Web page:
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Membrane Separations

Membrane Separations

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Membrane Separations

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  1. Membrane Separations Blake Brown Lynsey Turgeon Allison Horst Blythe Miron

  2. Membrane Separation • separate parts of a flow by passing it through a membrane barrier • Four common types: • Reverse osmosis • Nanofiltration • Microfiltration • Ultrafiltration

  3. Membrane Separation RO NF UF MF Pressure 400-100 120-600 5-220 5 (psi) Cross Flow 6-9 6-9 9-12 9-24 (ft/sec) Process Flux 5-40 20-80 3-200 50-500 (1tr/m2/hr)

  4. Reverse Osmosis • The finest method of membrane separation • Utilizes semi-permeable membrane • Water purification • Capable of filtering ions from solution • The larger the charge on an ion, the more likely it will be rejected by the membrane

  5. Requires a lot of energy, more expensive, but is the most precise method • Membrane can reject molecules with molecular weight greater than 150 daltons • A dalton is one twelfth the weight of a Carbon-12 atom • Solution driven through liquid by pressure source

  6. Nanofiltration • Slightly less precise than reverse osmosis, but requires less energy (more cost efficient) • Larger membrane pores • Can concentrate desired products (ex. corn syrup) • Rejects constituents with molecular weight greater than 1000 daltons

  7. Microfiltration • Highest molecular level filtration • Two methods: dead-end & cross-flow

  8. Liquid filtered directly Buildup on membrane Increases hydraulic resistance Filtrate flux Jopen=ΔP/(μRm) Jblocked=ΔP/(μ(Rm + Rpo + R’mp)) Rm is the membrane resistance, Rpo is the initial resistance, R’mp is the specific resistance of the deposit Dead-end

  9. Cross-flow • Designed to prevent the cover layer • Flow across membrane 3 to 8m/s • Blackflushing used to break up the cover layer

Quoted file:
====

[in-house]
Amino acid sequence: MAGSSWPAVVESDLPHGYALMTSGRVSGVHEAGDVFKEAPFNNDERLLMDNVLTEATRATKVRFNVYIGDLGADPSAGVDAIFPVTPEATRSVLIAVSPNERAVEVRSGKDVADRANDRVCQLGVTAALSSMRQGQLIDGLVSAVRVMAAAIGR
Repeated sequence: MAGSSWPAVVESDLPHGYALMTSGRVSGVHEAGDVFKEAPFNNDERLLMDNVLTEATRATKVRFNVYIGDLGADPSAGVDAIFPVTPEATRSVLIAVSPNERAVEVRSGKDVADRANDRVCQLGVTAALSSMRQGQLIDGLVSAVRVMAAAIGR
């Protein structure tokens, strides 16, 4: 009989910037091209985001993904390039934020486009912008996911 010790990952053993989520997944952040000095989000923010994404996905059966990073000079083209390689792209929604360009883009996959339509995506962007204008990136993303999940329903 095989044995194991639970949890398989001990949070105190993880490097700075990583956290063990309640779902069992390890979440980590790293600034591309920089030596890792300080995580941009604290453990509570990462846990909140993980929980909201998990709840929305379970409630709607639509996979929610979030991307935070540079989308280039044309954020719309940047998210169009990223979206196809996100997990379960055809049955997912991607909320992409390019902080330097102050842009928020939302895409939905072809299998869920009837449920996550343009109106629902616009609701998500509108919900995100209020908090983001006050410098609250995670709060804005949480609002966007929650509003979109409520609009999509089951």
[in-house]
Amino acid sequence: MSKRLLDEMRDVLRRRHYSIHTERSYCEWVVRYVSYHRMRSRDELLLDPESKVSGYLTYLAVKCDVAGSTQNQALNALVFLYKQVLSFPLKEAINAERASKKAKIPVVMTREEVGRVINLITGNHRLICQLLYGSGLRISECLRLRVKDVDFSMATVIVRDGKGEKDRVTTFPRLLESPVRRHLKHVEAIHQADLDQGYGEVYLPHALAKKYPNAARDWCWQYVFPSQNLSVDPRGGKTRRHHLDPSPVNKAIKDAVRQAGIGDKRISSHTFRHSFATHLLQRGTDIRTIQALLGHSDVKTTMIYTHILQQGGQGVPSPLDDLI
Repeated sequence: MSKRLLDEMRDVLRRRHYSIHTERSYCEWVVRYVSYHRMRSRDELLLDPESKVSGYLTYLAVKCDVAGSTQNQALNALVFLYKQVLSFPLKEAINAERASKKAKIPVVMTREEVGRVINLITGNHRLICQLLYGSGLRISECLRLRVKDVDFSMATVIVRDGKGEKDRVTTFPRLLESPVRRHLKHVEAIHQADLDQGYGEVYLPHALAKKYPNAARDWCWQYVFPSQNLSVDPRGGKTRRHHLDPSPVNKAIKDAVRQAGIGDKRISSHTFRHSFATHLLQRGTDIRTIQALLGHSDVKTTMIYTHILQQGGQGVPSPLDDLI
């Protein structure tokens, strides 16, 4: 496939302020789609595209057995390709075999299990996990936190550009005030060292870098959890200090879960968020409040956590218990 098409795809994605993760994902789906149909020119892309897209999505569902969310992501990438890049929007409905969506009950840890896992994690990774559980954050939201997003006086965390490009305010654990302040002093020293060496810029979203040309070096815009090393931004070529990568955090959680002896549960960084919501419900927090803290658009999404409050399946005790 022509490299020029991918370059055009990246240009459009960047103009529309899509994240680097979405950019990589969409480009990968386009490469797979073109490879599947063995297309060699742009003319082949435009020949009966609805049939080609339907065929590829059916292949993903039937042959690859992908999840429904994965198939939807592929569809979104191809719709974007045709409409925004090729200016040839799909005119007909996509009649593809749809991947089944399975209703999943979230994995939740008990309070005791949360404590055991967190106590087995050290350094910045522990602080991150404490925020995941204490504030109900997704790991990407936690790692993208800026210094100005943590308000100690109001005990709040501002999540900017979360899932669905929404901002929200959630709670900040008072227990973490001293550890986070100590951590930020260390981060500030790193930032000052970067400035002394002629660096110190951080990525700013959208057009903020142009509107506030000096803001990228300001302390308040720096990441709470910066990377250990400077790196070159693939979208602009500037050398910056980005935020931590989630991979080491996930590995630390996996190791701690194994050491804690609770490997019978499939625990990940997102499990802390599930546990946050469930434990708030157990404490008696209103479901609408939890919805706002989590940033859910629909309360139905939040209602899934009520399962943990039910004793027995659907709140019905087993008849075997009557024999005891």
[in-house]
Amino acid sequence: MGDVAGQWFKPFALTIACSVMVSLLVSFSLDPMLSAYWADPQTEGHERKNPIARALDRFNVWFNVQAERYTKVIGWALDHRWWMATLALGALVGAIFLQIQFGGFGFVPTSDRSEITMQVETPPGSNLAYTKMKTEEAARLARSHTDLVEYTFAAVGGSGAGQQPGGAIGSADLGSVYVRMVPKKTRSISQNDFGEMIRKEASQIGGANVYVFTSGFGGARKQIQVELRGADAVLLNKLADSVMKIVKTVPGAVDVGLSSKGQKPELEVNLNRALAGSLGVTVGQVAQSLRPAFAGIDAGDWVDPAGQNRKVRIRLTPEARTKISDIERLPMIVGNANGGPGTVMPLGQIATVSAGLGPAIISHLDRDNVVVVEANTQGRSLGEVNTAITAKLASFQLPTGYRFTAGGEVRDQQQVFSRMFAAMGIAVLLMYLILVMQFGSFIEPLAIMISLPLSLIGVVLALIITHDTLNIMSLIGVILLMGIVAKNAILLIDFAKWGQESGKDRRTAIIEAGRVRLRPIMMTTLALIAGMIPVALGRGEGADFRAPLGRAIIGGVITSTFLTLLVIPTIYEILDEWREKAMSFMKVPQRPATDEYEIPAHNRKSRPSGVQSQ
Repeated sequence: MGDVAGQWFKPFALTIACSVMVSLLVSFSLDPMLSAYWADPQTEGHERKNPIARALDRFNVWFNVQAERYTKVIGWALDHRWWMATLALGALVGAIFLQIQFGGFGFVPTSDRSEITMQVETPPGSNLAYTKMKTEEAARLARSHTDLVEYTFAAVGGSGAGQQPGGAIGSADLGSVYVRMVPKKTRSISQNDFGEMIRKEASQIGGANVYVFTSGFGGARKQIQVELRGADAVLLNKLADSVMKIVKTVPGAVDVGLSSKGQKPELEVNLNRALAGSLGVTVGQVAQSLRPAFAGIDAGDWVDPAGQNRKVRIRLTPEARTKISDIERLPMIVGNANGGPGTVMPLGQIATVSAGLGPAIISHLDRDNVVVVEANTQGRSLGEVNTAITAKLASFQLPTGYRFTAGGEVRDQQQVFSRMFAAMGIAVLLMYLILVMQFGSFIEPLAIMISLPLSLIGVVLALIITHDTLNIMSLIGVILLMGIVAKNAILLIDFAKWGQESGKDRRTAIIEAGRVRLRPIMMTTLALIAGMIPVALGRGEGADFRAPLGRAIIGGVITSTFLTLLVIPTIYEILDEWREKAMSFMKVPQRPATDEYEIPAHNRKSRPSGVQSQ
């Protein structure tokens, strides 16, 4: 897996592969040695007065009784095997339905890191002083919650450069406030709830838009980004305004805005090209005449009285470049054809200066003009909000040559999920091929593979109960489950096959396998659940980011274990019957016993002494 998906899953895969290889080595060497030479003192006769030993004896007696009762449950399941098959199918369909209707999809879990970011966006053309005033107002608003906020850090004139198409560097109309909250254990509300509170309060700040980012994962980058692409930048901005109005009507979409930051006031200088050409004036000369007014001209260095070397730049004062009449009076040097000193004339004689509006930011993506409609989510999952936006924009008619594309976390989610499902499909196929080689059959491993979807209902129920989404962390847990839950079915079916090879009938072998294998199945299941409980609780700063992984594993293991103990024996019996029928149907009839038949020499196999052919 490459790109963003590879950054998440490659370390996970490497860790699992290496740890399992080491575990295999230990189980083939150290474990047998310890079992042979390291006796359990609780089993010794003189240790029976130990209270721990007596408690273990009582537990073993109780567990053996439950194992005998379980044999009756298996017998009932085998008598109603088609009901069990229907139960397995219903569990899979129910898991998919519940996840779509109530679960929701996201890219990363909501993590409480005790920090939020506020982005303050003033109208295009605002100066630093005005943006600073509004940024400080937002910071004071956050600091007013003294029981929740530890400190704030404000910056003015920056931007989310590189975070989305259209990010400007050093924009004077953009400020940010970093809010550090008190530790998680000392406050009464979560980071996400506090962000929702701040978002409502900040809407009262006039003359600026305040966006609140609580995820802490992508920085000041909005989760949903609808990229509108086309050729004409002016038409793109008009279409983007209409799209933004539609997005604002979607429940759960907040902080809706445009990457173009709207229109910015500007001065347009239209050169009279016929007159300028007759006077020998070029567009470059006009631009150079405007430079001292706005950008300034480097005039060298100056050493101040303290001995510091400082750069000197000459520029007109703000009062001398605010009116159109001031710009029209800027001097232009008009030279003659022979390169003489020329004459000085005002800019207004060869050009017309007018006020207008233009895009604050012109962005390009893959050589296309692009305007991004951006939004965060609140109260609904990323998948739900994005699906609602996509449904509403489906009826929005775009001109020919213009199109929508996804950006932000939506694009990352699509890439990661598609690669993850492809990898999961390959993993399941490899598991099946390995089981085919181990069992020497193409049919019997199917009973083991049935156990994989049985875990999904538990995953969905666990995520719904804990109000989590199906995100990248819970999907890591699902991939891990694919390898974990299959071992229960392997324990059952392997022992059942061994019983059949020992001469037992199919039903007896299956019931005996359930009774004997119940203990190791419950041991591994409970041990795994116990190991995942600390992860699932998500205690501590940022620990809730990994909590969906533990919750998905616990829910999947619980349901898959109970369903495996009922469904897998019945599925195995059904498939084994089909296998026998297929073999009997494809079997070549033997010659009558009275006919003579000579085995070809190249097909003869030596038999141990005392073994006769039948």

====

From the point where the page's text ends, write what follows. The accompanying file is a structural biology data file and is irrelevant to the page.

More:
10. Ultrafiltration • Second highest molecular level filtration • Separates particles larger than 2nm • Permate Flux: • J=k ln((Cm-Cp)/(Cb-Cp)) • k is the mass transfer • C is the solute concentration for membrane surface, in the permeate and in the bulk retentate

  11. Applications of Reverse Osmosis • Water filtration • Removal of charged ions • Pharmaceutical industry • Food and beverage production • Paper • Semiconductor

  12. Advantages of Reverse Osmosis • Operation at low temperatures • Capability to filter out oils, pyrogens, bacteria, viruses, sulfate ions,salt, other charged particles • Filters beverages without compromising taste or color (beer/wine)

  13. Applications of Nanofiltration • Water purification for soft drink production • Concentrating fruit juices, sugar, coffee • Removal of pesticides and nitrates from ground water • Removal of heavy metals from wastewater • Laundry water recycle streams • Dairy Industry

  14. Applications of Microfiltration • Production of : fruit juice, beer, wine • Treating wastewater- remove salts, sediments, detergents

  15. Applications of Ultrafiltration • Separation of oil and water (removal of oil from waste streams) • Milk production- filters out whey products, butterfat, bacteria

  16. Competing methods • Alternatives • Spray Evaporation • Partial demineralization • Anaerobic biodegradation • GAC (Granular Activated Carbon) • Ion Exchange • Chlorination • Distillation (less time and energy efficient)

  17. Conclusion • Valuable to industry • Water purification, concentration process, filtering out toxins, separating products • All methods follow same basic principles • Pressure driven • Porous/semi-permeable membrane rejects some components of a mixture while letting others through in order to separate them • Method of separation determined by size of constituents • Simple in theory, but can be rather complicated • Difficult to separate constituents of similar size